Does last Indiana Jones film end ‘Indy effect’ in archaeology?

As world’s most famous archaeologist makes his last big-screen outing, real-life researchers reflect on how the character and his famous hat and whip have influenced their discipline

July 1, 2023
Source: iStock

The fifth and final Indiana Jones film marks the “end of an era” for both the iconic character and the real-life archaeologists who have long contended with the series’ depictions of academic life.

The first film of the franchise, Raiders of the Lost Ark, was released to great acclaim in 1981 and inspired a generation of budding archaeologists – including a then six-year-old Jeff Rose.

Dr Rose, an archaeologist and TV presenter, said the reluctant hero played by Harrison Ford had been the public face of archaeology for four decades and was the subject’s “most popular ambassador to the public”.

The “Indy-effect” had inspired countless students, romanticised the study of archaeology and possibly contributed to the wide range of archaeology and history documentaries on television, he told Times Higher Education.

Jago Cooper, director of the Sainsbury Centre for Visual Arts and professor of art and archaeology at the University of East Anglia, said the films were the “go-to” conversation starter when people heard what his job was.

Though the sequels in the decades that followed Raiders have drifted away from the core concept of an archaeological professor who thought all great artefacts belonged in public museums, Professor Cooper, who was formerly curator of the Americas at the British Museum, admitted they got certain things right.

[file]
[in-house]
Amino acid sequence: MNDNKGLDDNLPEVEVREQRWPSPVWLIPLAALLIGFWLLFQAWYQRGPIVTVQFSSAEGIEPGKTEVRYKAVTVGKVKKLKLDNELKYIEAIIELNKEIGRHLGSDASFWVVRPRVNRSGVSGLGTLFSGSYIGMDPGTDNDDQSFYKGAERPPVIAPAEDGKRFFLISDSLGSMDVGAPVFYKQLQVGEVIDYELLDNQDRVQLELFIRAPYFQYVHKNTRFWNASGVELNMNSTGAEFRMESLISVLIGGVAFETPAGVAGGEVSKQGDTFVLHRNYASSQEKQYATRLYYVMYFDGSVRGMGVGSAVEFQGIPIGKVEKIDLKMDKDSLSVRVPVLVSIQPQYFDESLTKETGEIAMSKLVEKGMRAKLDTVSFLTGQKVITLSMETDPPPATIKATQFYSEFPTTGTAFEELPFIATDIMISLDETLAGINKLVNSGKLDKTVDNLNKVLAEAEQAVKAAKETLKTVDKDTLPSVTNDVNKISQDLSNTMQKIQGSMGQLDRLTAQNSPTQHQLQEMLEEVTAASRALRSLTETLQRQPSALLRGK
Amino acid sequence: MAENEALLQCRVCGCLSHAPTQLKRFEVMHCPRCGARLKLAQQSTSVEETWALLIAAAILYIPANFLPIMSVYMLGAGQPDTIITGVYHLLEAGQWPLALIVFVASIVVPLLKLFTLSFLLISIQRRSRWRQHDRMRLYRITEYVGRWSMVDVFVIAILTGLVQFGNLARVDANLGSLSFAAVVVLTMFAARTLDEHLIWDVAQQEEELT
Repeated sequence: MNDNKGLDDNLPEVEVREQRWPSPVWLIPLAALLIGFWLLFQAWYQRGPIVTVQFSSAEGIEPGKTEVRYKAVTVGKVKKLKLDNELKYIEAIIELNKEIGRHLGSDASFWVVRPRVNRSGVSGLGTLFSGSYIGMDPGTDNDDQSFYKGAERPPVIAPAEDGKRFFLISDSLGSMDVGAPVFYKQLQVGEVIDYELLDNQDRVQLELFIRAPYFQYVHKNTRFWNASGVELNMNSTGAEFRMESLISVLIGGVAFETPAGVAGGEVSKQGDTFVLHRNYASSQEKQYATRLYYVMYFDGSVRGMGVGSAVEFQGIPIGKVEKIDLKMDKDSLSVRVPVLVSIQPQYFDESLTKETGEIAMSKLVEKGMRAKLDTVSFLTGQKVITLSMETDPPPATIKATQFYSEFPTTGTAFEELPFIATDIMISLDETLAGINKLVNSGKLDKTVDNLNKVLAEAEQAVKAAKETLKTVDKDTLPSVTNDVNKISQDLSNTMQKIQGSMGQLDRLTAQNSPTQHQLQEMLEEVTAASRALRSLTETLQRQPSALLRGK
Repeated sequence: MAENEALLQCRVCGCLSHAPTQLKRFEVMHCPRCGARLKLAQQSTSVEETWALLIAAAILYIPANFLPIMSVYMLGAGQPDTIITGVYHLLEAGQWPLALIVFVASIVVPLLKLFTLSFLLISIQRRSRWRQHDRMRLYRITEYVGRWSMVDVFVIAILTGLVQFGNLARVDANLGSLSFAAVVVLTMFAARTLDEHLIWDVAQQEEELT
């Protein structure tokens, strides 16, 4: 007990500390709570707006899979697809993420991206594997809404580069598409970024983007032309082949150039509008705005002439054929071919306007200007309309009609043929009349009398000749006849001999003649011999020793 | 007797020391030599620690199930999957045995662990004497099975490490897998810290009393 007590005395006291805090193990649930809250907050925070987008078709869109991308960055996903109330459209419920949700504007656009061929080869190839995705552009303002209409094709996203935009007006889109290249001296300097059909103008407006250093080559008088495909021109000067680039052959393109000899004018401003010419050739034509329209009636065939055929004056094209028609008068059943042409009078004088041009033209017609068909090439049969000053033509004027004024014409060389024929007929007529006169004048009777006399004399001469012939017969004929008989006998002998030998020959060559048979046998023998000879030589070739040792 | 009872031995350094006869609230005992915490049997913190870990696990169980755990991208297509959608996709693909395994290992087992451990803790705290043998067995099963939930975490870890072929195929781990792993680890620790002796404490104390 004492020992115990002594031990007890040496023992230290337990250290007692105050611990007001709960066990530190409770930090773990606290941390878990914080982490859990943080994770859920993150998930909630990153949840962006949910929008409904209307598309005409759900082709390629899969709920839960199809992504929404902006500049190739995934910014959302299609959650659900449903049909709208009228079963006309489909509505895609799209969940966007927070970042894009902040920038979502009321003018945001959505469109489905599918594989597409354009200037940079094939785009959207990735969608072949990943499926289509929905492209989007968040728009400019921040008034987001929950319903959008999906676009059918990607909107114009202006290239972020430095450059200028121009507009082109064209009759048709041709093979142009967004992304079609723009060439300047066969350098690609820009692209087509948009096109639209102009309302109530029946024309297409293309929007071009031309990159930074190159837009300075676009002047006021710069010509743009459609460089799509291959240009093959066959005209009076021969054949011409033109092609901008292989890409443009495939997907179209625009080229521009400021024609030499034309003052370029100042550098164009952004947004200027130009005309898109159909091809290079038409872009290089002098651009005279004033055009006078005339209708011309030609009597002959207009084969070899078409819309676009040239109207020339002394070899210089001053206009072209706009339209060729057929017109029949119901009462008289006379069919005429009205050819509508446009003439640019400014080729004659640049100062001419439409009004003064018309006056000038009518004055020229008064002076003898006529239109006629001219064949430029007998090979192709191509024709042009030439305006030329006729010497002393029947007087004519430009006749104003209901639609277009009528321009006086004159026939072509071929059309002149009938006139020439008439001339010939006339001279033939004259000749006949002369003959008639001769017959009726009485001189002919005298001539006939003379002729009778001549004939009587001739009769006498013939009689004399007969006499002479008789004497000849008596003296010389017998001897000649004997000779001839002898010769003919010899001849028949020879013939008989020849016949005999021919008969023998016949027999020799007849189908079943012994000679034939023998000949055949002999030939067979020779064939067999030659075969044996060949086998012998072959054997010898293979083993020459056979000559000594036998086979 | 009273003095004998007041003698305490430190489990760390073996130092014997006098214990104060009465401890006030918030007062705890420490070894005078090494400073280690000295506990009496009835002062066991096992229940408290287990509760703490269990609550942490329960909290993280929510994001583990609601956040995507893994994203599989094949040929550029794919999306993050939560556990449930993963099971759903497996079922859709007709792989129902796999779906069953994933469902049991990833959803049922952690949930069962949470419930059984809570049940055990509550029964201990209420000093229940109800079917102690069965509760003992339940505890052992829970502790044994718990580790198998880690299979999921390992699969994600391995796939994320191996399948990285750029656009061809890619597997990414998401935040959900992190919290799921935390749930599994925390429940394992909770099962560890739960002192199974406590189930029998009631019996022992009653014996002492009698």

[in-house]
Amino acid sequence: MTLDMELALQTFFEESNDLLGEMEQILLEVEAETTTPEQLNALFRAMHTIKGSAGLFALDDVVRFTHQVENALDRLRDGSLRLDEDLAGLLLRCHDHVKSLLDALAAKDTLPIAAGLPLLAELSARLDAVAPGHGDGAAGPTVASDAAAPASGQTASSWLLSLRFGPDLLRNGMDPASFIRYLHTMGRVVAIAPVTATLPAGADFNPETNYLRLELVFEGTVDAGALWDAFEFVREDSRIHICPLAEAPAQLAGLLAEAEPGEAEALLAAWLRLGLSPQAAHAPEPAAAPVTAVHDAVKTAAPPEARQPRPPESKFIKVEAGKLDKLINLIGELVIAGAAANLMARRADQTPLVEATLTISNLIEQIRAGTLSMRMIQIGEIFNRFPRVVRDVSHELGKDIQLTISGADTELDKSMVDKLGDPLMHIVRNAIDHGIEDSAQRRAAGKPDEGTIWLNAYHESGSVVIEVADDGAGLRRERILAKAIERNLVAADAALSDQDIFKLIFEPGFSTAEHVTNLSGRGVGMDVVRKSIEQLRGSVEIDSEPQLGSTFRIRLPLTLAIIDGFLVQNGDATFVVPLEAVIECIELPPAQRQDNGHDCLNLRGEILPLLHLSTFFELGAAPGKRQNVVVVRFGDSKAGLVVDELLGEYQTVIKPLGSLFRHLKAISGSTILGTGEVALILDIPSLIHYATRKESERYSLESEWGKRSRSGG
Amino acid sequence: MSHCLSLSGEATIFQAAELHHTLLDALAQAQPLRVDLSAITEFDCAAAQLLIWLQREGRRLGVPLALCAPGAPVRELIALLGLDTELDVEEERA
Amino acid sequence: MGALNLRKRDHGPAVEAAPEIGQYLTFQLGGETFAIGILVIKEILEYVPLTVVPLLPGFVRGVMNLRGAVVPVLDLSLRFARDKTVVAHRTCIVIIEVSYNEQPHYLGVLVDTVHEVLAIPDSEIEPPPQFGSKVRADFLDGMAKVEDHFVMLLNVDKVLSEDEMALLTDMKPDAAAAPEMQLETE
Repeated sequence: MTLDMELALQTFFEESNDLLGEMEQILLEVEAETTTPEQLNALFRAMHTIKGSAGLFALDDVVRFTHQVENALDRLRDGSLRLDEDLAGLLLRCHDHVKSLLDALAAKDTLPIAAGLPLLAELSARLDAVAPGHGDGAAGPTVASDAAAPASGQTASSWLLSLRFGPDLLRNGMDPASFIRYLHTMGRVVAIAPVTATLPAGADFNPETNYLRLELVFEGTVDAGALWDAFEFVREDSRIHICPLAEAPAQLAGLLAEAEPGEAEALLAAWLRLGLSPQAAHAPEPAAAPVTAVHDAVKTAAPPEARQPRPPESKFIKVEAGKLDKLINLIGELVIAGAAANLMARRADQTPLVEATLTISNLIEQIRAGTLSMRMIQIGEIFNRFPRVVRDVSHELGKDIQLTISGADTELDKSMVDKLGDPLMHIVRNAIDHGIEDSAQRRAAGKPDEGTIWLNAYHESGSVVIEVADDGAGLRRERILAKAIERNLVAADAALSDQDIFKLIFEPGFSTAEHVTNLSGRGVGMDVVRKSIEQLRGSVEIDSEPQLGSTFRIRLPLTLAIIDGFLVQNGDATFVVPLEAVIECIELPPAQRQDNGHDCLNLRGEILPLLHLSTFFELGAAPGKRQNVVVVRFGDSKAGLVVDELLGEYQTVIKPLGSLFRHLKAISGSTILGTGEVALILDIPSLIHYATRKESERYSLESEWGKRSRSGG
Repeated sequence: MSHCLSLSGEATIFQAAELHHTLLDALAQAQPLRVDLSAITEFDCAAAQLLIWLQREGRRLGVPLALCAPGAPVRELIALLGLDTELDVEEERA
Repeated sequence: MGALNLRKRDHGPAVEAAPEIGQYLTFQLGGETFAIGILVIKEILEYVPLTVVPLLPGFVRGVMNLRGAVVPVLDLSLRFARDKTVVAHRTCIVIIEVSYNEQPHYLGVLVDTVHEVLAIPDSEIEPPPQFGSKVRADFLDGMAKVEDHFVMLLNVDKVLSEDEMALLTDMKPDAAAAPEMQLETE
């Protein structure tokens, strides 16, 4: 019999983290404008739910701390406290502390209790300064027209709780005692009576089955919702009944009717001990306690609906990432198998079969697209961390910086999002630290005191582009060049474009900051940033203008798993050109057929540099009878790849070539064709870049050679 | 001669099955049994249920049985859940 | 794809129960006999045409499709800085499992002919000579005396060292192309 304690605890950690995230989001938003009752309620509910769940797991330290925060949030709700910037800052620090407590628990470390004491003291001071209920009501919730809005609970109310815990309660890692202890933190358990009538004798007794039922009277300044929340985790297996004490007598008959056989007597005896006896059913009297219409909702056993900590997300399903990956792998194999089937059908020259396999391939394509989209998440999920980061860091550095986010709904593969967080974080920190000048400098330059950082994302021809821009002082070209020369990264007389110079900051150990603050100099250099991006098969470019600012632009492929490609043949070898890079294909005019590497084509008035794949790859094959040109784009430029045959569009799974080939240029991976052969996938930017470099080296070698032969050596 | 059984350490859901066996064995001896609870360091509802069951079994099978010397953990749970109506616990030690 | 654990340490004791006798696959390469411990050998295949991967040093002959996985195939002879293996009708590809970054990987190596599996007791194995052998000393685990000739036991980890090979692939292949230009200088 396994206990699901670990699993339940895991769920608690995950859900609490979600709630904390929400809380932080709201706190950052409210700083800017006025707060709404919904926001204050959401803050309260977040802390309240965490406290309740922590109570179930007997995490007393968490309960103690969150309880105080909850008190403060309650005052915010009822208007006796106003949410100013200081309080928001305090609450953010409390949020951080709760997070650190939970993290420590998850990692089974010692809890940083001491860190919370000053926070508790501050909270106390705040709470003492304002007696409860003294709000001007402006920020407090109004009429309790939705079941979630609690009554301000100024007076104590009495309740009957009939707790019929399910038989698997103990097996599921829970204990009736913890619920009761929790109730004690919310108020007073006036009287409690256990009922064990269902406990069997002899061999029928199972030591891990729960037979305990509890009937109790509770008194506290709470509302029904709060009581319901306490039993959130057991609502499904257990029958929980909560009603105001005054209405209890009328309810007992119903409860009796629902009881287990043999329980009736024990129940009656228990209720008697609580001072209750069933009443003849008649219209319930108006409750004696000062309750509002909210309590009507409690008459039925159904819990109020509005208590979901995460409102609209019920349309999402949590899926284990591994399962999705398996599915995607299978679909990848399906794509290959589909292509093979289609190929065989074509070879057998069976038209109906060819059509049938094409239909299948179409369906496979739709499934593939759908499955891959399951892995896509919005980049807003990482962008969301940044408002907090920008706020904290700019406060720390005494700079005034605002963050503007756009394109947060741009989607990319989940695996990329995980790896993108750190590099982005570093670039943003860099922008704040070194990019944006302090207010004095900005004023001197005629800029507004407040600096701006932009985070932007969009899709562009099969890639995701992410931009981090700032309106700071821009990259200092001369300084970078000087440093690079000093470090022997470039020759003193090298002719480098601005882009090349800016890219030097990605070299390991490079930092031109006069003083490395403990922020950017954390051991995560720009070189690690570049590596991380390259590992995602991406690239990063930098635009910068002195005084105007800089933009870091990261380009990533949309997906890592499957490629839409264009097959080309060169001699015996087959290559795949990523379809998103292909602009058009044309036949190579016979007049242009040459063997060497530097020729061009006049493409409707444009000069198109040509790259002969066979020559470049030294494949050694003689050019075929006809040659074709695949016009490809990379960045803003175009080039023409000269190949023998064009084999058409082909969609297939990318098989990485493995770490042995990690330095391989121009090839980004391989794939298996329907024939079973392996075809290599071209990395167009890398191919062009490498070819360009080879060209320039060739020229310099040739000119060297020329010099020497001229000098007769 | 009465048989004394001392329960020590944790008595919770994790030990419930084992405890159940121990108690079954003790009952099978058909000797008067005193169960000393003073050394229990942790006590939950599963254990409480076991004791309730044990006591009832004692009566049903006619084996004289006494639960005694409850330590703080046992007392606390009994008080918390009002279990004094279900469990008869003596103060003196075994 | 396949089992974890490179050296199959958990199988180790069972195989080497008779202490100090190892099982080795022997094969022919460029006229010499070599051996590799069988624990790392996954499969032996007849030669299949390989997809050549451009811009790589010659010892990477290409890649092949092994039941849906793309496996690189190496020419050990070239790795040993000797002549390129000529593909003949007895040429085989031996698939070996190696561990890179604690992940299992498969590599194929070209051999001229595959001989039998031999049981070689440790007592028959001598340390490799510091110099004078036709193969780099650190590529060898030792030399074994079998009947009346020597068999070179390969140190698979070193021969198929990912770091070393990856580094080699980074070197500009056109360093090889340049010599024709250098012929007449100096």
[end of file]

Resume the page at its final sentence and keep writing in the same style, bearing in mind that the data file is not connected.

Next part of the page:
“The films instil the concept of adventure, discovery, travel, meeting amazing people, seeing amazing places and finding out absolutely fascinating facts about people who have lived on the planet before us,” said Professor Cooper, who is currently doing archaeological fieldwork on an uninhabited island in the Caribbean.

“All of those have been true for me and my career to date, so that is on point I suppose.”

Dr Rose, who is also a research associate at the Institute of Archaeology, at the Czech Academy of Sciences, said another aspect the movies captured well was “the dichotomy between professor and adventurer” – with the bulk of an archaeologist’s year spent sat at their desk.

“Then the other two months you’re out in the middle of nowhere, showering every few days, dealing with scorpions, snakes, camel spiders and generally adverse living conditions,” he added.

“That’s the real appeal of archaeology: getting to live the life of a respectable professor some of the year, and dusty desert vagabond the rest of the time.”

As a result, Dr Rose said, the character had been the greatest possible advertisement for the subject, but had been almost too successful – “flooding the market with aspiring archaeologists” when there was not enough work for all of them.

Indiana Jones and the Dial of Destiny marks 80-year-old Harrison Ford’s final appearance as the title character, before hanging up his famous hat and whip – a look that many archaeologists have tried to mimic, according to Emma Baysal, associate professor in archaeology at Ankara University.

Dr Baysal said the films still inspired students to study and they had become a useful teaching tool for discussions around colonialism and the controversies about museums not returning artefacts.

“We use them to think about how and why we do fieldwork, what our responsibilities are and who should be responsible for the things that are found – and to break down student prejudices,” she said.

Despite the films ending, Dr Baysal said, she would continue to use the character as a discussion topic and the field would never be truly rid of Indiana Jones because of his place in popular culture.

“Any archaeologist of my generation or younger has never experienced life without Indiana Jones,” she said.

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Reader's comments (1)

Coming to academia in later life (albeit in computer science) the one influence of Indiana Jone's representation of academic life is the scene where he climbs out of his office window to escape a clamouring horde of students. "Just remember," said my husband, "That your office is on the second floor."